Ironically, widespread debt repayment relief as a response to COVID-19 could damage your credit report by injecting errors into it. I predict that, in many cases, creditors will tell you that you have extra time to pay but their computers that automatically report your payment history to the Credit Bureaus won’t get reprogrammed and you’ll end up getting black marks on your credit report that you don’t deserve!
As of this writing, the Corona Virus Disease of 2019 (COVID-19) is rampaging across the globe shutting down businesses, tanking the stock markets, and leaving tens of thousands of Americans out of work and without paychecks. It’s also depressing interest rates to historically low levels, making borrowing a real bargain for the foreseeable future. It’s no surprise that the biggest loans and the best rates will go to those folks with the best credit scores.
You want to be in the best position to take advantage of this “cheap money” in order to buy things that have been depressed in value and are likely to produce money for you in the future. Home refinance, rental property, education, and small business loans have all historically provided a solid return on investment. But you’re going to need to keep your credit score up to do it.
Here’s what I’ve personally seen when suing banks, creditors, and credit bureaus on behalf of consumers for over half a decade: the right hand of the company we’re suing had NO CLUE what the left hand of the company was doing! Amazing, isn’t it? You’ve felt this before, you had a balance transfer question so you called the number on the back of your card and when you were done with that and wanted to know about your reward points, you got transferred to someone with a completely different accent - who knew nothing about your first question.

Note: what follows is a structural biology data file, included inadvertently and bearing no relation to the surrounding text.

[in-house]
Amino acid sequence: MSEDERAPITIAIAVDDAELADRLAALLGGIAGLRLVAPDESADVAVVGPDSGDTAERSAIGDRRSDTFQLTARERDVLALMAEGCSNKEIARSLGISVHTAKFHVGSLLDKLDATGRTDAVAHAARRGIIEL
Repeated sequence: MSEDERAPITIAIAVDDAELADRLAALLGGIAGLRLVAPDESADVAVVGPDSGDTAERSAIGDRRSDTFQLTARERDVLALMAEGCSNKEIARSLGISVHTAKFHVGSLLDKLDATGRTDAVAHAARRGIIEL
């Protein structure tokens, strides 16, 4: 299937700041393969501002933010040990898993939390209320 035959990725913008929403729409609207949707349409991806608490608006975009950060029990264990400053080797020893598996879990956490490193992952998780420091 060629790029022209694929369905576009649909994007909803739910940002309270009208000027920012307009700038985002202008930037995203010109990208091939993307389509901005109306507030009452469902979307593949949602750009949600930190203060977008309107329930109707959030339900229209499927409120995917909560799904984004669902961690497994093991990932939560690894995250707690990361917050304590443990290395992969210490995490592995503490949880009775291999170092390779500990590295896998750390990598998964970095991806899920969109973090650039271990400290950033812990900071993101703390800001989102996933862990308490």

So, here’s the risk that I’m predicting and what you can do to protect yourself: Companies like TRA Medical Imaging and LMH Health (and likely more in the coming weeks) are suspending debt collections and/or offering to modify payment terms and schedules. The risk is that creditors who tell you that because of COVID-19 you have extra time to pay will be modifying the terms of your agreement, BUT their computers that automatically report your payment history to the Credit Bureaus won’t get reprogrammed and you’ll end up getting black marks on your credit report that you don’t deserve!
Now, the good news. Those black marks can be fixed (and you might be entitled to compensation) but only if you keep careful track of what payment breaks you got from the creditor (keep those letters and emails and press releases!) AND you make sure that your credit report accurately reflects the same. So if you were granted an extra 60 days to pay and you didn’t pay until 60 days later, then there should be NO LATE MARK on your credit report.
Here’s what you should do:
Recap: Creditors may modify your terms of repayment in response to COVID-19, BUT their computers that automatically report your payment history to the Credit Bureaus won’t get reprogrammed and you’ll end up getting black marks on your credit report that you don’t deserve.
1. Call your creditor before you miss a payment to discuss a break,
2. Find out the details, will interest accrue, will your account go to collections, etc.,
3. Get it in writing. Don’t bank on anything until you see it in a letter, FAX or email to you, and,
4. Don’t stress. Everyone’s in the same boat, you just want to be ready to come roaring back after the wave passes.